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Deeplight by Frances Hardinge
Frances Hardinge is a master at building fantasy worlds that are captivating and magical but also so rich in detail that make them real and believable. Deeplight is set in 15 year old Hark’s hometown of Myriad, a town that is only just beginning to recover from generations of terror and destruction caused by God-like sea monsters who are now extinct; or so everyone believes. Hark discovers a beating God’s heart deep in the waters when scavenging for valuable godware. Hark must stop the heart from falling into the wrong hands when he realizes that people will stop at nothing to get it – including Hark’s best friend Jelt. This book will keep readers enthralled from first page to last.
"A tense adventure with that raises many questions about loyalty and friendship. Perfect for fans of adventure fantasy and historical fiction" - recommended by a Clare County Library Staff Member
A Phoenix First Must Burn edited by Patrice
Taking its title from the Octavia Butler quote, "In order to rise from its own ashes, a phoenix first must burn", this was one of the most hotly anticipated YA anthologies of 2020. A collection of speculative fiction stories written by some of the most prolific Black authors today, each tale is set in a diverse fantasy world, but questions real world issues that exist in today’s society.
"Each story explores themes of love, family, loyalty, structural racism and oppression, all centering on the lives of Black girls. This book is perfect if you’re in a reading slump and need something that promises satisfaction without a big commitment" - recommended by a Clare County Library Staff Member
Perfectly Preventable Deaths
by Deirdre Sullivan
Fifteen-year-old twins Madeline and Catlin move to
a new life in Ballyfran,
a strange isolated town, a place where, for the last sixty years,
teenage girls have gone missing in the surrounding mountains.
" Deirdre Sullivan expertly weaves Irish myth and folklore together with contemporary Irish teen culture in this engaging story about finding your own path in life. Perfect for fans of uncanny ghost stories that keep you reading long into the night" - recommended by a Clare County Library Staff Member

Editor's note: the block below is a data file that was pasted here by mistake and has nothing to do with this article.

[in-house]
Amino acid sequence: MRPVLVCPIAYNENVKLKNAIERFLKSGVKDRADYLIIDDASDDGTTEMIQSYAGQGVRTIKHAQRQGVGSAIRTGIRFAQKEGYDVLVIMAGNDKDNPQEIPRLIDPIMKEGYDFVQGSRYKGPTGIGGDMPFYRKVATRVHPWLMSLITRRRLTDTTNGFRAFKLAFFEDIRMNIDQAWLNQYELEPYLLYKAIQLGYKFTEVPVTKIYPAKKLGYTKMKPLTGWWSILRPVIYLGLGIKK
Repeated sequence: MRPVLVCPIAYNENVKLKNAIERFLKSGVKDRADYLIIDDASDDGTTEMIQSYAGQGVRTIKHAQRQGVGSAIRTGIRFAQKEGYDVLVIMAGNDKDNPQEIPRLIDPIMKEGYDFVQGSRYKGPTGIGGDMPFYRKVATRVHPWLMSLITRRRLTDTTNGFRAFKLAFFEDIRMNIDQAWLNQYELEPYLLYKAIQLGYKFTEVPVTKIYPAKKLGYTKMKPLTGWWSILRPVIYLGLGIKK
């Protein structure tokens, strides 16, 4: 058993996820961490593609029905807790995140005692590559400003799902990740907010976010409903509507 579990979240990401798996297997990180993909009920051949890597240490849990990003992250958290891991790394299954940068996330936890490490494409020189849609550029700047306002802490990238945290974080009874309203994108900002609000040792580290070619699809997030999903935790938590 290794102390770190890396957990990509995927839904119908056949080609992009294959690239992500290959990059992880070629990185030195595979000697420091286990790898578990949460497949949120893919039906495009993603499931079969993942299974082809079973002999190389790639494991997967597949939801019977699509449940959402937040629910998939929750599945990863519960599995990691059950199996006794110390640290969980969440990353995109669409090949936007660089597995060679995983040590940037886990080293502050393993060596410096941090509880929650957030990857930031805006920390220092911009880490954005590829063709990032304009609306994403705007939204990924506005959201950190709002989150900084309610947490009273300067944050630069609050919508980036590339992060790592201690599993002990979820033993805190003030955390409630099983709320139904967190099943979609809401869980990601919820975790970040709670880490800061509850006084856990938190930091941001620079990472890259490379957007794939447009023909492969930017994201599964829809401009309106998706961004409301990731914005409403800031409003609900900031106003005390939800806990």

The Gone Book by Helena Close
Matt's mam left home when he was 10. He writes letters to her but doesn't send them. He keeps them in his Gone Book, which he hides in his room. Five years of letters about his life. Five years of hurt. Matt's dad won't talk about her. His older brother is mixed up with drugs and messing with dangerous characters. His friends, Mikey and Anna, are the best thing in his life, but Matt keeps pushing them away. All Matt wants to do is skate, surf, and forget. But now his mam is back in town and Matt knows he needs to find her, to finally deliver the truth.
" This is book is full of raw emotion as we watch Matt find the one thing he wished for all his life – his mother, only to discover she’s not who he imagined her to be and life is not as simple as he thought it was. Helena Close writes with such honesty and clarity that you will find yourself missing Matt and his friends Mikey and Anna long after you finish reading. Perfect for fans of Anthony McGowan" - recommended by a Clare County Library Staff Member
|The Last Zoo by Sam Gayton
Published by Andersen Press 2019
Pia lives in a zoo in the middle of the Pacific Ocean with her parents (both ghosts), several old and cranky genies, a devil, and two young angels. She spends her days trimming genie-beards, trying to avoid being tricked into selling her soul, and waiting for the angels to make a miracle big enough to save the world.
A fantastic story with the plot immediately sweeping the reader away into a dystopian fantasy world with Pia, a slightly clueless heroine celestial zookeeper. - Recommended by a Clare County Library staff member.
|Wing Jones by Katherine Webber
Published by Walker Books 2017
Wing Jones idolises her big brother Marcus, but he’s everything she isn’t: good-looking, athletic and popular. But when tragedy strikes, calling everything she ever knew into question, Wing comes into her own and discovers strengths and talents she never knew she had.
Wing Jones is a gorgeous debut, a sensitive exploration of family ties, love and identity and what it really means to grow up, with a diverse cast of characters that will stay with you long after you have turned the last page. - Recommended by a Clare County Library staff member.
|The Boy Who Hit Play by Chloe Daykin
Published by Faber & Faber 2018
Twelve years after he was found wrapped in a newspaper as a baby, YouTuber Elvis sets off on a quest with his dad and friend to discover where he comes from. The journey takes on a darker edge when it becomes clear that someone is determined to force them to turn back.
Filled with eccentric characters, this book reminds us to be ourselves no matter what others think and handles the subject of a person finding their birth parents in a caring and sensitive manner. - Recommended by a Clare County Library staff member.
|Splash by Charli Howard
Published by Nosy Crow 2018
Molly is in her final year of primary school, with secret dreams of becoming an Olympic swimmer. Having always lived in the shadow of her manipulative friend, Chloe, Molly finally has the chance to compete in a regional swimming contest and define herself on her own terms. But with the pressure of fitting in, will she give up on her dreams for a shot at popularity?
A classic underdog story, a relatable protagonist, an important message of body positivity, and celebrating who you are. - Recommended by a Clare County Library staff member.
Hope Against Hope by Sheena Wilkinson